June is just a few short weeks away and with it comes the end of another school year and the official start of summer. For school-aged kids, the summer months are meant to be a time for fun, relaxation and freedom. For working parents, the summer months can present many logistical challenges as parents must arrange childcare or somehow attempt to keep their kids busy and out of trouble.
For divorced parents, the day-to-day scheduling challenges that frequently accompany the summer months are often magnified as a parenting plan and custody schedule that worked during the school year must be adjusted to accommodate summer vacations, camps and extended stays with each parent. Even divorced parents who are on good terms and able to effectively communicate are likely to experience some misunderstandings or arguments when it comes to a child’s summer schedule. To minimize conflict, and the potential harm to a child, divorced parents would be wise to heed the following advice.
- Respect your child’s best interests as well as his or her right to have a fun and carefree summer
- Communicate about plans and any schedule changes as far in advance as possible and in writing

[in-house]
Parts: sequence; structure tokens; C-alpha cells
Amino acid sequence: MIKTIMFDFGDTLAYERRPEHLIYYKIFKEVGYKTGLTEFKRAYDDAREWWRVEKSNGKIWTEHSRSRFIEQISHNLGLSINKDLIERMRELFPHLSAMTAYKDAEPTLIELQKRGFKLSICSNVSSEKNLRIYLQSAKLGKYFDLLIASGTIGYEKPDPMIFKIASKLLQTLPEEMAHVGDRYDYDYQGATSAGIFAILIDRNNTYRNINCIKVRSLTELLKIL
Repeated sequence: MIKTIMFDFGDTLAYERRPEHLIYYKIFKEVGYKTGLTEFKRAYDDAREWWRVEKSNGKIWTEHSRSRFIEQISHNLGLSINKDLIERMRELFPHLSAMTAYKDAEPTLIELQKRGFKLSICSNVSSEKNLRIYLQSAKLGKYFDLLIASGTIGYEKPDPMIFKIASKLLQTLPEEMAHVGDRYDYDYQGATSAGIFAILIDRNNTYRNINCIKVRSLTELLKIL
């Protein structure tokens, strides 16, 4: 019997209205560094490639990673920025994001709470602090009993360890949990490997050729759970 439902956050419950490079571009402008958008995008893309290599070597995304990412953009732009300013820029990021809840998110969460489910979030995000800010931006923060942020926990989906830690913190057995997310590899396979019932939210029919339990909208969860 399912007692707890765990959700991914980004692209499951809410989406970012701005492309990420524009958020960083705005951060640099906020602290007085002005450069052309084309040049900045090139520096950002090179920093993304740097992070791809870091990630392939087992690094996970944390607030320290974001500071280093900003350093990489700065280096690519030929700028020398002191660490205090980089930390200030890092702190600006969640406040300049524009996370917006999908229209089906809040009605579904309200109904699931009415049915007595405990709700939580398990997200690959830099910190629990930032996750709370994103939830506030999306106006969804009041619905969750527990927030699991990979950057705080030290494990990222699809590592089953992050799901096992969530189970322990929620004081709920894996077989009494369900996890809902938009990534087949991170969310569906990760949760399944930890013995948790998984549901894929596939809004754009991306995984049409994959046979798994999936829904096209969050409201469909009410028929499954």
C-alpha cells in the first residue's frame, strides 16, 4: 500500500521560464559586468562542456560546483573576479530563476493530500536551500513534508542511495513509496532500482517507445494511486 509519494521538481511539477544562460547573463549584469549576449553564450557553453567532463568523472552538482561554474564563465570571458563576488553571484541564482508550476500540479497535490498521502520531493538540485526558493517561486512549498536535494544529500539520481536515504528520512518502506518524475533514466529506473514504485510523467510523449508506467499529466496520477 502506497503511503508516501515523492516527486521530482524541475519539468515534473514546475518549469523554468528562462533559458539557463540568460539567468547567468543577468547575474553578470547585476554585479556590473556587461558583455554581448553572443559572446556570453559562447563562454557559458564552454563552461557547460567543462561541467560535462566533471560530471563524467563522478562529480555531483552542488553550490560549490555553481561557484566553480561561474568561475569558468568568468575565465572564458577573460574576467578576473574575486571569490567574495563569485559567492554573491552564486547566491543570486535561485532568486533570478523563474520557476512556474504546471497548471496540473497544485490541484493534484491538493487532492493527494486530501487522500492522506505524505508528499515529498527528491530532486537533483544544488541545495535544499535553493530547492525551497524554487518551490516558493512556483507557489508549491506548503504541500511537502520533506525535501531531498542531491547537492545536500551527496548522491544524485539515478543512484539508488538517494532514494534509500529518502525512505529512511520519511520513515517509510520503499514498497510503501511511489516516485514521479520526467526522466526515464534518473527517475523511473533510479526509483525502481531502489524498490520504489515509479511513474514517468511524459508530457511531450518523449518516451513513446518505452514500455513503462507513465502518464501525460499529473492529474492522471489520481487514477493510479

- Create a shared electronic parenting calendar where both parents are able to add, view and approve any and all scheduled child-related events and activities
- Avoid getting into power struggles with an ex-spouse
- Resolve to make the most of the summer and the time spent with a child
- Respect and promote an ex’s and child’s desire and right to spend time together
- Allow a child to have a say in certain matters, especially when it comes to the types of activities he or she enjoys and wants to spent time doing during
Source: Parenting.com, “A ‘Kids First’ Guide to Summer Planning for Divorced Parents,” Julie Gowthorpe, R.S.W., April 15, 2016